“The only constant is change,” an expression credited to the Greek philosopher, Heraclitus – bonus points if you actually pronounced that correctly in your head!
Change is an easily observed undercurrent in the alcohol industry. From product innovation to brands, retail channels, advertising mediums, and mergers and acquisitions, the alcohol industry is constantly in a state of change. This is true even of the rules and regulations that create the guardrails for the industry.
In 2022, there was an abundance of legislative activity pertaining to the alcohol industry. Nationwide, I tracked 273 bills of relevance, and about 25% of them passed.
One of the most common legislative themes I saw across the country was the effort to reduce the minimum age to serve/sell alcohol. These bills were largely in response to the outcry from on-premises retailers who were finding it nearly impossible to find and retain servers. By lowering the minimum age to serve alcohol, employers were able to expand their hiring pool.
Here are some of the states that successfully passed these measures:
AL minimum age for servers dropped from 19 yrs old to 18 yrs old
KY minimum age for servers dropped from 20 yrs old to 18 yrs old
MI minimum age for servers dropped from 18 yrs old to 17 yrs old
OH minimum age for servers dropped from 19 yrs old to 18 yrs old
OK minimum age for grocery employees dropped from 18 yrs old to 16 yrs old
SD minimum age for bartending (in a restaurant) dropped from 21 yrs old to 18 yrs old
There were also some common themes that tied back to the pandemic. States like Alabama, Connecticut, Delaware, and the District of Columbia created permanent rules to allow the continuation of curbside pick-up of alcohol and/or patio and sidewalk dining. And states like Massachusetts, Maine, and New York extended their cocktails-to-go privileges for on-premises retailers – and Rhode Island made their cocktails-to-go permanent!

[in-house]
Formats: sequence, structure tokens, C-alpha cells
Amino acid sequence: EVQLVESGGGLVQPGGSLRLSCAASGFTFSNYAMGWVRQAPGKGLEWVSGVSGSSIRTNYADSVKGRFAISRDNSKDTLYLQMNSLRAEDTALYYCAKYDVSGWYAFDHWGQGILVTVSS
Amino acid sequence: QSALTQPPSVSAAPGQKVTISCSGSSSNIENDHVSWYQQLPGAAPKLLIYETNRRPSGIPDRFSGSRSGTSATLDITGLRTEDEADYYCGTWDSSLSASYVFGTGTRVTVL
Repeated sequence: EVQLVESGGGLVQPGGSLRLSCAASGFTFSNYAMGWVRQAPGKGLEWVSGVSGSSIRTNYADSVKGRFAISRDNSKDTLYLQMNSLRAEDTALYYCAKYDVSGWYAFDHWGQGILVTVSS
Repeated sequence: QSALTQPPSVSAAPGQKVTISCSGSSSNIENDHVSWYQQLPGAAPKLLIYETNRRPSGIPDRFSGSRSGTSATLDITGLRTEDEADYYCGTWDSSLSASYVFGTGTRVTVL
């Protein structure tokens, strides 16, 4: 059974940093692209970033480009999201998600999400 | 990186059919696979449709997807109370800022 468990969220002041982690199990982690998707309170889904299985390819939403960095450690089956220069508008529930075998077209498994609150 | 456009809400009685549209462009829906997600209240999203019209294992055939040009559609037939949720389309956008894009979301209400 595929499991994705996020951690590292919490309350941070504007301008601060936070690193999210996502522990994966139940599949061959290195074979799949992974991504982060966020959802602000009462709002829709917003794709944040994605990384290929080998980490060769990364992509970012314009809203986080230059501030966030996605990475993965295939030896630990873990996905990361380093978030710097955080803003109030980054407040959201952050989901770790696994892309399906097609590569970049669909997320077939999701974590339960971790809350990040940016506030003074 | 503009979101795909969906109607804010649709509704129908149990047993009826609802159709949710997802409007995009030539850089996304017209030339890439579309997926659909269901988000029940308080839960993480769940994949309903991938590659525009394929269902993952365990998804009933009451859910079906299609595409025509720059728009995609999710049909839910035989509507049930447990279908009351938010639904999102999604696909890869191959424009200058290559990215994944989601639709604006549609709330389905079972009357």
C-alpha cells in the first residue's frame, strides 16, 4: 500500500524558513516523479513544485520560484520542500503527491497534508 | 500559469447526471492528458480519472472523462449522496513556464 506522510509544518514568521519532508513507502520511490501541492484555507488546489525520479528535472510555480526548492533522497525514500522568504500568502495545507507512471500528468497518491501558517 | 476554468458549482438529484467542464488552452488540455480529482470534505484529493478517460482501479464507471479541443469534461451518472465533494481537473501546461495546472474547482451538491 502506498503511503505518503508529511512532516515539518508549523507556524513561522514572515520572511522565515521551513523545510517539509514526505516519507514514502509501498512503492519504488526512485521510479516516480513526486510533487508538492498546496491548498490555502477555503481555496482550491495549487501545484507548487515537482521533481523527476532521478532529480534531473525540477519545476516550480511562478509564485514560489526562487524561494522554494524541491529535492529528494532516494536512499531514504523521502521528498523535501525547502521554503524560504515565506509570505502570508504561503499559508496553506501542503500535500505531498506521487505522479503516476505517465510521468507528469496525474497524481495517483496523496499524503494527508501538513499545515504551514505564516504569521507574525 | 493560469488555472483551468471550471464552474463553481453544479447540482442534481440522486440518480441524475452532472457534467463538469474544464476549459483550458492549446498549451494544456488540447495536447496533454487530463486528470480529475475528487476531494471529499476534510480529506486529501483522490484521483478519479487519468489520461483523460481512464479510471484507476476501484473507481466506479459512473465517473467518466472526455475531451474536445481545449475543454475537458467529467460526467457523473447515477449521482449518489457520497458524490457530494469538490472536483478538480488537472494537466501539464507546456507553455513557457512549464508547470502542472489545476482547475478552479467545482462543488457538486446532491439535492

Three states created additional wholesale avenues for retailers to obtain alcohol. Louisiana and Nebraska both created allowances for craft brewers to self-distribute to on-premises retailers, and Iowa created an allowance for on-premises retailers to buy limited quantities of beer and wine from off-premises retailers.
Food trucks had a strong showing in 2022 as well. Alabama, Mississippi, and West Virginia all cleared pathways for food trucks to sell alcohol in certain circumstances and with the proper permits.
North Carolina legislators agreed to eliminate the requirement for membership at “private bars” (previously the ONLY kind of bar in North Carolina), and effectively created public bars where customers are now allowed to drink without having to first secure a “membership”.
And I would be remiss if I didn’t swerve a little and include the big ballot initiative that passed in Colorado in 2022 – “wine in grocery stores and c-stores!” Previously, grocery and c-stores were only allowed to sell beer, but starting March 1, 2023, they will also be able to sell wine.
But enough about the changes in 2022.
It’s 2023, now, and a new batch of alcohol bills has been filed in many states.
Here’s a sample of the 52 legislative bills that I’m already tracking:
- A bill in Connecticut that would establish a pilot program for a 4 a.m. “Last Call”
- A bill in Mississippi that would allow Sunday sales at liquor stores
- Bills in both Indiana and Montana that would allow beauty salons to serve beer/wine to customers (without requiring a permit)
- Bills in Washington and New York that would lower the DUI threshold from .08% to .05%
- A bill in South Carolina that would mandate responsible server training (and curiously, a separate bill that would also allow beer and wine to be sold to 18 yrs old, but surely won’t come even close to passing)
- A bill in Utah that would allow beer deliveries from off-prem retailers
- A bill in Virginia that would prohibit same-brand alcoholic and non-alcoholic beverages from being sold next to each other
- A bill in Wyoming that would eventually phase out population-based quotas in restaurant licenses
With the 2023 legislative session just getting started, I expect much more to come – so stay tuned to our blog for updates!